April 23 was World Book Night. In case you missed it, this was the night on which thousands of people in the US, Ireland and UK gave away millions of books. To strangers. For free. The idea is to find people who are reluctant or infrequent readers, and put a book in their hands that they’ll read, thereby encouraging them to read more.

When WBN happened last year in the UK, I hoped it would come to America. I was thrilled when it did, and I scampered right over and applied to be a giver. My first choice for giveaway book was Michael Connelly’s BLOOD WORK. I figured that because the author is a big name and lives locally—and because it’s a great book (horrible movie aside)—it would be the perfect title to give.

I was thrilled—like, let out a squeal thrilled—when I got the email that I’d been accepted as a giver and that I’d be giving my first-choice book.

In the weeks and months following that notification, it became obvious that the WBN America folks had slightly underestimated the size and scope of their undertaking. They had to coordinate getting the books printed (these were special WBN editions), having them delivered to pick-up points selected by givers, and coordinate getting the right info to the right people. This would not have been so tough if they were dealing with just, say, 5,000 pick-up points and givers, but 25,000? That’s an epic undertaking.

Thankfully, though, they persevered.

My pick-up point was a local Barnes & Noble. The thing is, it’s a college store, and I’d never actually set foot in it before. When I phoned, though, I had a lovely conversation with the store manager, which continued when I went to pick up my books. She’s someone I’ll keep in touch with. Score one for WBN. 

When Monday morning arrived, the reality of being a giver hit me. I was going to have to give books to strangers. Which meant talking with them. Which is not my strong suit. I mean, I’m quite good in any kind of business setting, but just out in the world? Not so much. I hadn’t really thought this through. I wasn’t alone, though, and thankfully, found a bunch of Twitter friends who helped ease my anxiety. And my husband accepted being drafted into helping me.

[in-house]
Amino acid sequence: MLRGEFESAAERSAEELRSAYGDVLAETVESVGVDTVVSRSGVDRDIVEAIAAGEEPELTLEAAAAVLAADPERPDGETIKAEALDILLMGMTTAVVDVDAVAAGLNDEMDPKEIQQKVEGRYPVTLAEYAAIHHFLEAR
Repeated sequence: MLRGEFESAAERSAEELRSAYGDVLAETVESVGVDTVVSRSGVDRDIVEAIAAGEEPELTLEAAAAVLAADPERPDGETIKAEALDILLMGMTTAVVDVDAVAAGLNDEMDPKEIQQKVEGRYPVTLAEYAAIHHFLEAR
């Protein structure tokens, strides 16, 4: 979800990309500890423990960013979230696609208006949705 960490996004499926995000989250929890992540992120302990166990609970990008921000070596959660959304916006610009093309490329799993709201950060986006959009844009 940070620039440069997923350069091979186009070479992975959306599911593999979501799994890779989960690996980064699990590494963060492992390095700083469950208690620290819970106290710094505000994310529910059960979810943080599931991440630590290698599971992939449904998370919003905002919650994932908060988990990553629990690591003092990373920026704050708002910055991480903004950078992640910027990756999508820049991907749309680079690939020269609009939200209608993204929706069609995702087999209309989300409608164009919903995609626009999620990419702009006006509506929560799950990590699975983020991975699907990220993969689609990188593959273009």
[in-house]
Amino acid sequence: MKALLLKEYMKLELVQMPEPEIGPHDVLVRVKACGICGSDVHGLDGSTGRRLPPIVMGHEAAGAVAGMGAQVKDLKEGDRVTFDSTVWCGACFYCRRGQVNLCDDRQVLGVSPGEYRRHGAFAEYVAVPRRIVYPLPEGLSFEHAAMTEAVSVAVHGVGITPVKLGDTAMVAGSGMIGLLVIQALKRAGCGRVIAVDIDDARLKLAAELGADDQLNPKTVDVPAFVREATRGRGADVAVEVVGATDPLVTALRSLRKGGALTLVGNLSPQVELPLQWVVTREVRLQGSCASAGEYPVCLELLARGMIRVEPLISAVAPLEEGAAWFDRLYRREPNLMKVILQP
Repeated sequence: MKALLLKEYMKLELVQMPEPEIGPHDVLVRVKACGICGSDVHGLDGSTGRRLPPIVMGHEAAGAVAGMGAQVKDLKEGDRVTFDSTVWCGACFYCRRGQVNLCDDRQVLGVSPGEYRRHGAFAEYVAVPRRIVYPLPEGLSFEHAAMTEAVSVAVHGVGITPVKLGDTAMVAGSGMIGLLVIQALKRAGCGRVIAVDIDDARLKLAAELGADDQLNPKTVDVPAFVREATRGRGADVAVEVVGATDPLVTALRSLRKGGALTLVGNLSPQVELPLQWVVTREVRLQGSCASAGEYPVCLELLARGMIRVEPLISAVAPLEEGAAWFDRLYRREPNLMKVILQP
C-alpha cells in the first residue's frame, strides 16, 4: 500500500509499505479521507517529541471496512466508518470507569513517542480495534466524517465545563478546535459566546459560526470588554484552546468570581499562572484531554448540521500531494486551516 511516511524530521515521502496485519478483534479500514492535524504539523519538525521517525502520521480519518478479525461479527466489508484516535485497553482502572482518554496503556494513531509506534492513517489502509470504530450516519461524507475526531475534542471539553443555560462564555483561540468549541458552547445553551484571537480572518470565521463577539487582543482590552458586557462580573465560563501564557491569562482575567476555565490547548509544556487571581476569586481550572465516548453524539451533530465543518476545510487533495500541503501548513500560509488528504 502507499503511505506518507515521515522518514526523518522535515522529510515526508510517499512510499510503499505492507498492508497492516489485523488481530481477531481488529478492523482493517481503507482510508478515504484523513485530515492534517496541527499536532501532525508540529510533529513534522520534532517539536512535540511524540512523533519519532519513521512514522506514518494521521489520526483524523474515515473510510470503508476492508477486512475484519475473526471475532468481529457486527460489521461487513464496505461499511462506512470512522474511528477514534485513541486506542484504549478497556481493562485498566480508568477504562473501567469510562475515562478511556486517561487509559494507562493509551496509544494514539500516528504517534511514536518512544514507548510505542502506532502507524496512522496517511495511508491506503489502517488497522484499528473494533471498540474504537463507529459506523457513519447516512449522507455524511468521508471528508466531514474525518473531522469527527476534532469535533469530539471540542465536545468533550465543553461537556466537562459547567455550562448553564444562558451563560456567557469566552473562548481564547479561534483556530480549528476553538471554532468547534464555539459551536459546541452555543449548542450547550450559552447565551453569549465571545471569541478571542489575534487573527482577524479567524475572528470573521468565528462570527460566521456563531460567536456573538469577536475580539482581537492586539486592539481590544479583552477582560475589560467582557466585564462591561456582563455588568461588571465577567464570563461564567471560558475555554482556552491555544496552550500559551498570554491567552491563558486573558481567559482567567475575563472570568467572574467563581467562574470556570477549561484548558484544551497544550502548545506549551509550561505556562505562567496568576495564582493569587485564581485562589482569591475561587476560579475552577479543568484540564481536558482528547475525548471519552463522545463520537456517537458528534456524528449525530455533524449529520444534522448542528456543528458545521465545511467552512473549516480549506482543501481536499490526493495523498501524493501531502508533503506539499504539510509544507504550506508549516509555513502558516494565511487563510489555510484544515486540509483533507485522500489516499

As evening fell, we headed to the Greyhound station. I mean, anyone getting on a bus for a long period of time must want a good book to read, right? And let’s be honest: folks riding Greyhound probably don’t have a bunch of disposable income to be buying books. Turns out the local station is small, but there were five guys there. The dude behind the counter looked mighty skeptical when I started into my spiel, and I quickly realized I needed to specify that I was not from a religious organization. Once I did that, he accepted the book, and as I kept extolling its virtues, his attitude changed. He said, “Hey, I now I feel like I just got a free book!” “That’s because you did,” I told him. One other guy took a book gratefully, another reluctantly, and the remaining two turned me down cold. 

Next stop, the local bus depot. Some people there were skeptical—like the woman who said she’d read the book if I also gave her $1 (I did)—but others were thrilled, like the young woman who took out her earbuds to talk with me and the gentleman who was almost finished with the battered Grisham paperback in his hand.

On a roll, we proceeded to Williams Park, the local hangout of St. Petersburg’s homeless population. Our logic was that these folks couldn’t readily afford books and therefore might not have read one in a while. We were mostly right; the first guy asked who he could thank and whether there was a toll-free number he could call to “give kudos.” As we walked away, he called after us, “Now I can be a reader again!” We did get a couple of fuck-offs, had to explain to each person that we weren’t handing out religious tracts, and three times had to admit that no, I’m not Michael Connelly and I didn’t write the book, but overall, the park was a success.

After a brief stop for some dinner, we headed back to the bus depot with the remaining books. We met a family (mom, older daughter, and toddler son) who were recently arrived from Haiti, and after I explained WBN to them en français, they were thrilled to have a book with which to practice reading in English. The quote of the night, though, came from the very last book recipient, a bus driver who looked completely exhausted and in no mood for a pitch of any sort. He listened to me, took a book, grunted as he examined the cover and said, “I used to read. It’s been years. Guess it’s time to take it up again.”

Yes, Mr. Driver. Yes, it is.